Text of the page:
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brandond(6)

I realize its a ph issue. IM not denying that. I dont not think a high ph is was caused the defolation of the bushes. They were fine with the bushes being 2 foot tall or so on one day. The day after spraying its when the leaves started to have the blackened look and then fell off. Im not disputing the ph, I just believe the iron spray is what caused the problem. I overdid it.

    Bookmark   May 17, 2012 at 12:18PM
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brandond(6)

Thats windfall for that advice. I could never find any info on how many doses was considered extreme. I was just trying to boost the bushes in the meantime while the ph gets adjusted over time. I have been irrigating with vinegar is my driplines.

    Bookmark   May 17, 2012 at 12:21PM
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Michael

Just a quick thought or 2 on iron chelators. EDTA should be fine for foliar apps. but won't do a thing if applied to calcareous (high lime)/alkaline soils which require EDHA as the chelator to be effective. Sequestrene 138 is the stuff I use for soil apps. in my very calcareous soil and it works well. This Srping I've been foliar applying it to the pear and it has worked well too. One of these days I'll get around to the soil app.. Can't remember if the bag has a label rate roe blueberries but you can look it up on the net. OOps, I see there is no label rate for blues.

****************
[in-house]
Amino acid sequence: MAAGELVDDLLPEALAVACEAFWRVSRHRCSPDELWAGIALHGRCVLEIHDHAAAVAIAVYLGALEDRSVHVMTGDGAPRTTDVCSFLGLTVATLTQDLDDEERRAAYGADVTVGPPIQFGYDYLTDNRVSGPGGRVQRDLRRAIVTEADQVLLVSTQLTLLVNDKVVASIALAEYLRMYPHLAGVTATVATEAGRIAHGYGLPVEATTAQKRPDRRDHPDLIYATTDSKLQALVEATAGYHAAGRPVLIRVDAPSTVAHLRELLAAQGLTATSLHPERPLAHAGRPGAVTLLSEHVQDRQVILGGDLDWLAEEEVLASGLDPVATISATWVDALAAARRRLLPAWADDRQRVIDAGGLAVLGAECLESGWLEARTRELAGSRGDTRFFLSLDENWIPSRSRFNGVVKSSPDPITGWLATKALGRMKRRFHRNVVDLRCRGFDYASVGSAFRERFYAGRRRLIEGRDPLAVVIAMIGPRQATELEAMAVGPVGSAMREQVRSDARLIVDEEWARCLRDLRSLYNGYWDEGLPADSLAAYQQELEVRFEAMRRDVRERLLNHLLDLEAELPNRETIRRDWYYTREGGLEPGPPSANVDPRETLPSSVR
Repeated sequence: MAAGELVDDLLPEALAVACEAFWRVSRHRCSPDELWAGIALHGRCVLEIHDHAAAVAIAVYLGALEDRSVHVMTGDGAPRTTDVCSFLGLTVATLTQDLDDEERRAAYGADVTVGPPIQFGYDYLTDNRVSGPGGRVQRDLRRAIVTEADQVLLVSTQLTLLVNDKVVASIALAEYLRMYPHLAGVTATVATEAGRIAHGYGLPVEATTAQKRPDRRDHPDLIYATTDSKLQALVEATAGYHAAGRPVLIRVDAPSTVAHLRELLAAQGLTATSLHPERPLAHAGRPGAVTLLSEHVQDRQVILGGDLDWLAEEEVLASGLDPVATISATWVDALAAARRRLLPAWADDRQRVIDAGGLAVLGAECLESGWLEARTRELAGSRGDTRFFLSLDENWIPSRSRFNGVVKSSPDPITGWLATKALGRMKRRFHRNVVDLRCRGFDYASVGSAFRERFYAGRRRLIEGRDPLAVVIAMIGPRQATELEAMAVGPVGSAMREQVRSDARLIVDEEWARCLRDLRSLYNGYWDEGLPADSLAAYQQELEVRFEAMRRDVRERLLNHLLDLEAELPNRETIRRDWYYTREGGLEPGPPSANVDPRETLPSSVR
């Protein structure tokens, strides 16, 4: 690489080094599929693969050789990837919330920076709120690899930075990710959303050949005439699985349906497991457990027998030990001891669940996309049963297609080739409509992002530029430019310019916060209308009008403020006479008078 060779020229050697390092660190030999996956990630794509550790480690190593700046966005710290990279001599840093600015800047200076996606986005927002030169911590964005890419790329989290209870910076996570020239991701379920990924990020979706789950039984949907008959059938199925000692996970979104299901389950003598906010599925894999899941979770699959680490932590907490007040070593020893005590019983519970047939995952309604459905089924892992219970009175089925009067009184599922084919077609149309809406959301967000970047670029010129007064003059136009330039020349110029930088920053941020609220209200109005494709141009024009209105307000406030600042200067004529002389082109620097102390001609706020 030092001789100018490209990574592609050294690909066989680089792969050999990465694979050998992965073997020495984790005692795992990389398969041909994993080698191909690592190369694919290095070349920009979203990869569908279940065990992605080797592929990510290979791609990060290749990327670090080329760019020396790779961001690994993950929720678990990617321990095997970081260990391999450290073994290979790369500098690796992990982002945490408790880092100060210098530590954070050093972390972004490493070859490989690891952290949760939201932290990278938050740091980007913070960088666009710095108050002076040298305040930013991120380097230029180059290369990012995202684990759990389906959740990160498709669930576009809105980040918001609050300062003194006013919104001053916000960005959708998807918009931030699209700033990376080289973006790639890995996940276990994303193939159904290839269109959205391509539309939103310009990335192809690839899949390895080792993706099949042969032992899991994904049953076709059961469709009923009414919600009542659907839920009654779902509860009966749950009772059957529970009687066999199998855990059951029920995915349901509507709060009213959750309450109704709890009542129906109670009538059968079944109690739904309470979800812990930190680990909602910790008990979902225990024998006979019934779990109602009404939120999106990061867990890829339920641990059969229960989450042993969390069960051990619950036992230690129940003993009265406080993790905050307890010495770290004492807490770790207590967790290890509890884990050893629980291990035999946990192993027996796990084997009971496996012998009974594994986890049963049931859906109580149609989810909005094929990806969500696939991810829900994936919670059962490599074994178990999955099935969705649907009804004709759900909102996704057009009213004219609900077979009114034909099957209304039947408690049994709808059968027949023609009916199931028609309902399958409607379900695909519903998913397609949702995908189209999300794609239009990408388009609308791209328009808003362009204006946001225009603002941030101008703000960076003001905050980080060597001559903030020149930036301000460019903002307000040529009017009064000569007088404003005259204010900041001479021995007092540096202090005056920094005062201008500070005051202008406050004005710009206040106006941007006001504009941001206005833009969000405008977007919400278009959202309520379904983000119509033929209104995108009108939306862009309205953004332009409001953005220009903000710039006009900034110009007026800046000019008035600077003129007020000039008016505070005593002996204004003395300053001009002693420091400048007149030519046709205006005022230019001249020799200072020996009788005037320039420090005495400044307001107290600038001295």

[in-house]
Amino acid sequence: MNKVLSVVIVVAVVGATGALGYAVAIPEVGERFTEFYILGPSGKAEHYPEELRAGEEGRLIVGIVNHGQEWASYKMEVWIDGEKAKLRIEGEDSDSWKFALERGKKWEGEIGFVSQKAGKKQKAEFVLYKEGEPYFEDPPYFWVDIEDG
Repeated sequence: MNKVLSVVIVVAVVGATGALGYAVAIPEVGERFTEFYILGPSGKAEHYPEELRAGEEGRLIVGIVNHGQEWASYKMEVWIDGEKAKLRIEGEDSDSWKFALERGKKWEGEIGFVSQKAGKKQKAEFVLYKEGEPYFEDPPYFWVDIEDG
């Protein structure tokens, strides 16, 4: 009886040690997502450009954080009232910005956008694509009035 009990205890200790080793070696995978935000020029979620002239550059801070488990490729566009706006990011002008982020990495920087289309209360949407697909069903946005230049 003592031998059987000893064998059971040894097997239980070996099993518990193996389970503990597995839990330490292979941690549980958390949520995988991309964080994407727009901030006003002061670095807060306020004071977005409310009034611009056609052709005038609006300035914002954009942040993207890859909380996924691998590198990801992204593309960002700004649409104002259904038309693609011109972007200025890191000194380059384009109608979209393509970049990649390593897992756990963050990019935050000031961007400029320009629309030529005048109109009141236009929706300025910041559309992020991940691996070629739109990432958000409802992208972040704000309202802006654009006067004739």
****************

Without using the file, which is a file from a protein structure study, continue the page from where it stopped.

Bookmark   May 18, 2012 at 4:50PM
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blazeaglory(10 SZ22/24 OC Ca)

It depends on what kind of foliage spray your using but Ive read that 1-2 sprays per season should be enough. 7 sounds way to high.

Whether it was too much foliage spray with too much iron that made your leaves drop or if they were going to drop naturally, you need to find the root cause and fix it. As stated above, high Ph.

    Bookmark   May 18, 2012 at 6:16PM